Determining implant fees
When you bring implant services into your dental practice, it can be difficult to know what to charge. Dr. Justin Moody has this advice.
Justin D. Moody, DDS, DABOI, FAAID, AFAAID, DICOI, MICOI, FICOI
The most common question I am asked when talking about implementing dental implants into a practice is “What do I charge?” While this seems like it should have an easy answer, I believe that many factors should be considered carefuly before a doctor determines this fee.
First and foremost, one should consider experience. With experience comes efficiency. It is important to factor in the amount of time it will take to complete the procedure. As dentists, we don’t always consider what we need our gross profit per hour to be, but it is a very important number to know for practice profitability.
Cone beam computed tomography (CBCT) is the standard of care in today’s dental implant world. Shown here is the Acteon Trium CBCT.
Another important consideration when bringing implants into your practice are the significant start-up costs and overhead. You need to invest in an implant motor, implant and prosthetic inventory, as well as new surgical instruments. CBCT is now the standard of care in implant treatment planning and placement. Therefore, this may be the time to finally acquire this technology. One must also seriously consider the investment in a good implant education program that incorporates hands-on clinical experience as well as team training. This will take time away from the practice but is essential to your overall success.
The single-tooth posterior implant is the most common procedure performed in implant dentistry and the one with which most practitioners new to implant placement start with. Let’s use this procedure to determine the fee for the average dentist who places fewer than 40 implants per year (table 1).
Table 1: Pricing a common implant procedure
Implant placement (consultation and surgery)
One hour of doctor chair time
Cost of implant
Cost of disposables for surgery
Implant restoration (uncovery, impression, and seating)
One hour of doctor chair time
Cost of implant prosthetic parts
Cost of custom screw-retained implant crown
$800 + two hours doctor chair time
In this example, the total hard costs of placing a single implant and its final restoration are $800—or $400 per hour of doctor chair time. We must now add our hourly office overhead to this number. This will vary for every office, as technology, office remodels, purchases, student loans, staff wages, etc., all affect this number. In this case, let’s use $250 per hour. This brings our total overhead cost to $650 an hour, or $1,300 total for two hours. Now you must insert what you as the doctor want to make per hour. For this example, $1,000 profit per hour will bring the total to $1,650 per hour, or $3,300 total. Therefore, you would charge $3,300 for the implant placement and restoration.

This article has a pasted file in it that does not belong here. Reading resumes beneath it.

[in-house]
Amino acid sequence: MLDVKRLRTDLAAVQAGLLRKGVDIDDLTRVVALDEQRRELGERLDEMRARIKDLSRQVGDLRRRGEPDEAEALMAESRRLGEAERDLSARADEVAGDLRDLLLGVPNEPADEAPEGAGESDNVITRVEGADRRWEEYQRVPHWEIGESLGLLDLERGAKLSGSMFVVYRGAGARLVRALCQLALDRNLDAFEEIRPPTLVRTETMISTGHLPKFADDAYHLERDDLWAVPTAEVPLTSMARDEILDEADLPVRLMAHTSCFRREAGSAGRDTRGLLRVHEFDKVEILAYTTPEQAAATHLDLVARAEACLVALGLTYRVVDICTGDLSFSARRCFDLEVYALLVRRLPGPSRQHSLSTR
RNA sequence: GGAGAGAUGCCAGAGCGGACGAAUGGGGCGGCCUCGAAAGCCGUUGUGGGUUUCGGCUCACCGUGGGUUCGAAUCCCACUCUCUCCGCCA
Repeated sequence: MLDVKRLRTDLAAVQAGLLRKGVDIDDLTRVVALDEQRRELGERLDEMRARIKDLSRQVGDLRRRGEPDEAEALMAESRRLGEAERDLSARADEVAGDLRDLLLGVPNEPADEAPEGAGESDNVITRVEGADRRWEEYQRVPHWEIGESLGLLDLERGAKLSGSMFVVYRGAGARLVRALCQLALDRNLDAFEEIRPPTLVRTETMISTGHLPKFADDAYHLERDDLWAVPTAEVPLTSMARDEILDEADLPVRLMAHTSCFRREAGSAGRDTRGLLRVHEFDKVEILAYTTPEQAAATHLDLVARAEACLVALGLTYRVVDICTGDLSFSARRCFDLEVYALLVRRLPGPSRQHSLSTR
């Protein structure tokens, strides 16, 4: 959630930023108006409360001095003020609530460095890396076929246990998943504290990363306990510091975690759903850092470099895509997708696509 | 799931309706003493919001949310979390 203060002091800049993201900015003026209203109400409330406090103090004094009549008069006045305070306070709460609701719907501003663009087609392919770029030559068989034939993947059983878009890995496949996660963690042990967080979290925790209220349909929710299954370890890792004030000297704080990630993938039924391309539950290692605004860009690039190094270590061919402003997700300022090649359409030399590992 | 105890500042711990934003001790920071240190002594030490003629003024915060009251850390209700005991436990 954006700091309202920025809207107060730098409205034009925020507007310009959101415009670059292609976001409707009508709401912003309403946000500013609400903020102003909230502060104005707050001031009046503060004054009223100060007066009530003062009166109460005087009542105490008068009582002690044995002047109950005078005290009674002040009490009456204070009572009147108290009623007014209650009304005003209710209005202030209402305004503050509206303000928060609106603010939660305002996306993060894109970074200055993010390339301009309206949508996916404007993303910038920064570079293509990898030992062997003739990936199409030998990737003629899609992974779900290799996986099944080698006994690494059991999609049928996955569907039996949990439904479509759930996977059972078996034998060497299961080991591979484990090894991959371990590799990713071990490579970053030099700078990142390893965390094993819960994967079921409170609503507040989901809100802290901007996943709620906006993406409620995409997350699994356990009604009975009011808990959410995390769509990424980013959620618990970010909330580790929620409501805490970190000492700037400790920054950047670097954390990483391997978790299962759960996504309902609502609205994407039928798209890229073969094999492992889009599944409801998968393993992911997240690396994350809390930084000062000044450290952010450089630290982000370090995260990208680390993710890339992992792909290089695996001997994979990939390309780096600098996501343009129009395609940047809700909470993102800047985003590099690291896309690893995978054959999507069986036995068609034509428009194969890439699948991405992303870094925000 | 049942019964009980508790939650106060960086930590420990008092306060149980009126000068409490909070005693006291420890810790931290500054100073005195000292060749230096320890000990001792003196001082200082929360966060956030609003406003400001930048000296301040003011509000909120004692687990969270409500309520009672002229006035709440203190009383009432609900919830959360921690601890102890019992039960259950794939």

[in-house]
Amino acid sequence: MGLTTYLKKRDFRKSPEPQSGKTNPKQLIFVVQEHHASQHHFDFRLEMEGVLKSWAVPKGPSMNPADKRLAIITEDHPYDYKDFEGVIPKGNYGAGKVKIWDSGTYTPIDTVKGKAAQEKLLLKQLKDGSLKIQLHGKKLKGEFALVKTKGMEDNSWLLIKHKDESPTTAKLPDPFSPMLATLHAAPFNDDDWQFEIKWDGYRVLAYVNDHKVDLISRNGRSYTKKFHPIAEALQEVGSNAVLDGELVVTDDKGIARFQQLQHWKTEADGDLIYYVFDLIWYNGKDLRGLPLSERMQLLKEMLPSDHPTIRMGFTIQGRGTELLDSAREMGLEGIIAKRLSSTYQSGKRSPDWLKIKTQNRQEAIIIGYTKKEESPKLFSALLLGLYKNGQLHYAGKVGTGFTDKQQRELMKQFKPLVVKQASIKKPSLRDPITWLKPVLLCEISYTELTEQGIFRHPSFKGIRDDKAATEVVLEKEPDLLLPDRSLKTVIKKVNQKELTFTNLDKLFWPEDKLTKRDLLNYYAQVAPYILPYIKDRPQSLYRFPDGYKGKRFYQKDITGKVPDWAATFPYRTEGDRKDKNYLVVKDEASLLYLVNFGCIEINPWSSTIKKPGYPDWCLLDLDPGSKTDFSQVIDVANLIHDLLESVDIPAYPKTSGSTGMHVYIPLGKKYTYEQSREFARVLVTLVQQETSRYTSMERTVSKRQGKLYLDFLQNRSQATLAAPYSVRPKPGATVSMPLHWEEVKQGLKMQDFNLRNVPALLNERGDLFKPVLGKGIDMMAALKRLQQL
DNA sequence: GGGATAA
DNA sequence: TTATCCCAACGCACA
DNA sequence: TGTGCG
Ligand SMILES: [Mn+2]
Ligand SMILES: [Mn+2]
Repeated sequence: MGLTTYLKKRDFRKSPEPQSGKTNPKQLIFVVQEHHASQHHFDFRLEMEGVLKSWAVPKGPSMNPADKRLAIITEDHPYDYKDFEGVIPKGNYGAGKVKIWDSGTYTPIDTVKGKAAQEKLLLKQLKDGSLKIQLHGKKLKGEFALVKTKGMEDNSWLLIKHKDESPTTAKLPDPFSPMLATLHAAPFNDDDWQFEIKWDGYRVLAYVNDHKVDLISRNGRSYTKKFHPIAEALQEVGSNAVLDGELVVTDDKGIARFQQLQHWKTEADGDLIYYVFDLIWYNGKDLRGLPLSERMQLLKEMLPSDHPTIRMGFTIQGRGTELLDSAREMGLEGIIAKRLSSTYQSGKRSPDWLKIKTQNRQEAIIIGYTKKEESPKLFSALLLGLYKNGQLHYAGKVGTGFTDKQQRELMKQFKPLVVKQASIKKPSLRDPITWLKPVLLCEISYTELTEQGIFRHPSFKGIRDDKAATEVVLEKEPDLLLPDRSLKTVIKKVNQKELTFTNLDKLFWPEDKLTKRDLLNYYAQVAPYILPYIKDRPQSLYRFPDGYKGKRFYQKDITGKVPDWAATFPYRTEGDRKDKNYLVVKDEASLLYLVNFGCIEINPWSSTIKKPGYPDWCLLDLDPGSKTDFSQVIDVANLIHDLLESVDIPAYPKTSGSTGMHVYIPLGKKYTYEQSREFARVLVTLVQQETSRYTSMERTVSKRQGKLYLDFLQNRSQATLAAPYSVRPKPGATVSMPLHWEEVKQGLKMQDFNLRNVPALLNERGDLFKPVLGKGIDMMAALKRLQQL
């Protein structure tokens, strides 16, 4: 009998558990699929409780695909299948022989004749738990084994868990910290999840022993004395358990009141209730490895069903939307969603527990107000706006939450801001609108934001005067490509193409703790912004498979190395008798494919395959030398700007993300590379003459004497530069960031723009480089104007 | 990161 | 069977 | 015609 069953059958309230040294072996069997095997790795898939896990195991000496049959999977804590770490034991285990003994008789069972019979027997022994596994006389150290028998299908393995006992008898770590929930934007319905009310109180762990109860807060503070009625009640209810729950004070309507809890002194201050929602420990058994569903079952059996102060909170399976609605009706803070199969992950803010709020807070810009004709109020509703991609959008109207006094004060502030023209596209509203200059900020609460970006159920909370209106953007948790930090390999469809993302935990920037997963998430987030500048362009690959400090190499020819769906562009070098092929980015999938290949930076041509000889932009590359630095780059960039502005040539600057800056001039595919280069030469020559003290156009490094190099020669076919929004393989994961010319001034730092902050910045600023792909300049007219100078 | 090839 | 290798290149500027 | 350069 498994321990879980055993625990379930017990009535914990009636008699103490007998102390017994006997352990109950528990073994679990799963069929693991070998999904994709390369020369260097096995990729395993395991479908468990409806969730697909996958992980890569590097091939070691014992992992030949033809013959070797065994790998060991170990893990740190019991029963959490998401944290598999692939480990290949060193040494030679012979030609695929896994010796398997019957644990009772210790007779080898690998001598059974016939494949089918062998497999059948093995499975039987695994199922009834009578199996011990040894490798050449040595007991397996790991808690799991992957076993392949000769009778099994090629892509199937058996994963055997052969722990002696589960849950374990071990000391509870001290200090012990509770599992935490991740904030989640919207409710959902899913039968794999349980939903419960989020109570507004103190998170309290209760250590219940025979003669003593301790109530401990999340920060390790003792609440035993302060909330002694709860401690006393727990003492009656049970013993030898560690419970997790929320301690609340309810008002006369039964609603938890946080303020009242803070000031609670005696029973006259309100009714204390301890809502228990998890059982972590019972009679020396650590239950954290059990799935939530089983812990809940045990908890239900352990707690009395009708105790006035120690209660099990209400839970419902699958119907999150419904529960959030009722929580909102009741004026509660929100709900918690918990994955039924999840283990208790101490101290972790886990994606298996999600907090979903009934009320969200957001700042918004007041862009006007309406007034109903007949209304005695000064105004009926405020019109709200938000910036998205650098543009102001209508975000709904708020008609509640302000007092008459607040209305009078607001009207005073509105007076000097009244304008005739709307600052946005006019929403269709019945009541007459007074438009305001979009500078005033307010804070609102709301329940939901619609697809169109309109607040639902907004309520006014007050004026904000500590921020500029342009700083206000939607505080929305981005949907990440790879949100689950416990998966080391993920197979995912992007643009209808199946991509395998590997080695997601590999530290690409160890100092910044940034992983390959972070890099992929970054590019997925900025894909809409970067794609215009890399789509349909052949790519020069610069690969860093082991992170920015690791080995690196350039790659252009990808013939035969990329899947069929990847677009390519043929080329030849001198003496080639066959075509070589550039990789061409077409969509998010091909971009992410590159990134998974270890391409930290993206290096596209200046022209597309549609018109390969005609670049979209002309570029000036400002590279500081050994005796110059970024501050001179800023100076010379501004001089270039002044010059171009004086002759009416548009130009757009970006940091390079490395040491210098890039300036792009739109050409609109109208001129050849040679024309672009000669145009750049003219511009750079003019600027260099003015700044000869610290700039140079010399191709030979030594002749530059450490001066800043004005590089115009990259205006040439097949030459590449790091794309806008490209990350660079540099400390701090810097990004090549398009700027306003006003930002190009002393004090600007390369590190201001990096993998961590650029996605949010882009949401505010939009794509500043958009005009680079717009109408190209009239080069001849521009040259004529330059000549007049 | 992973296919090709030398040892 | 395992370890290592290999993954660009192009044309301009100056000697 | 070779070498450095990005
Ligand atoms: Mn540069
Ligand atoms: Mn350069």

Dental implant systems should be easy to use and well-supported. Shown here are dental implant products from BioHorizons.
I personally think that the single-unit posterior implant and crown fee should compete directly with that of the three-unit bridge. For this reason, doctors who would like to place more implants might consider setting their fees at or slightly lower than this fee.
Software is the link between the actual technology and the clinician’s ability to use the data that the technology creates. Shown here is AIS implant planning software from Acteon.
You will find that with more experience and repetition comes efficiency and speed. This is the key to profitability in implant dentistry. For instance, in the example case, what if you could complete it in half the time? I have found that when trying to increase net profitability, you should look toward improving your experience and therefore your efficiency. In addition, carefully selected technologies such as intraoral scanners can also save you very valuable clinical chair time as well as laboratory turnaround time. All too often, however, doctors look to the hard costs to save money and opt for cheaper implant systems, materials, and laboratories that don’t use authentic parts. As a result, an increase in complications and negative outcomes occur. This only frustrates doctors and patients, while the profits quickly disappear in extra clinical chair time and costly do-overs.
Clinical hands-on training is the bridge between education and real-life experience and, in my opinion, the only way to fully implement dental implants into your practice.
I challenge you to sit down and work through these numbers in your office. Start with determining your true hourly overhead. If you don’t know how to do this, contact your CPA. Then calculate the hard cost associated with the implant system and laboratory you use. Lastly, consider what you want your overall profit to be. You will find that implant dentistry provides profitability that is great for you and your practice, while at the same time providing a great service for your patients—a win-win!
Justin D. Moody, DDS, DABOI, FAAID, AFAAID, DICOI, MICOI, FICOI, is a graduate of the University of Oklahoma College of Dentistry. He maintains a private practice in Rapid City, South Dakota, where he limits his practice to dental implant services. He is an adjunct professor at the University of Nebraska Medical College and a mentor at the Kois Center in Seattle, Washington. He is the founder of Implant Pathways and the New Horizon Institute in Tempe, Arizona, and hosts the Dentists, Implants, and Worms podcast. Reach him at email@example.com.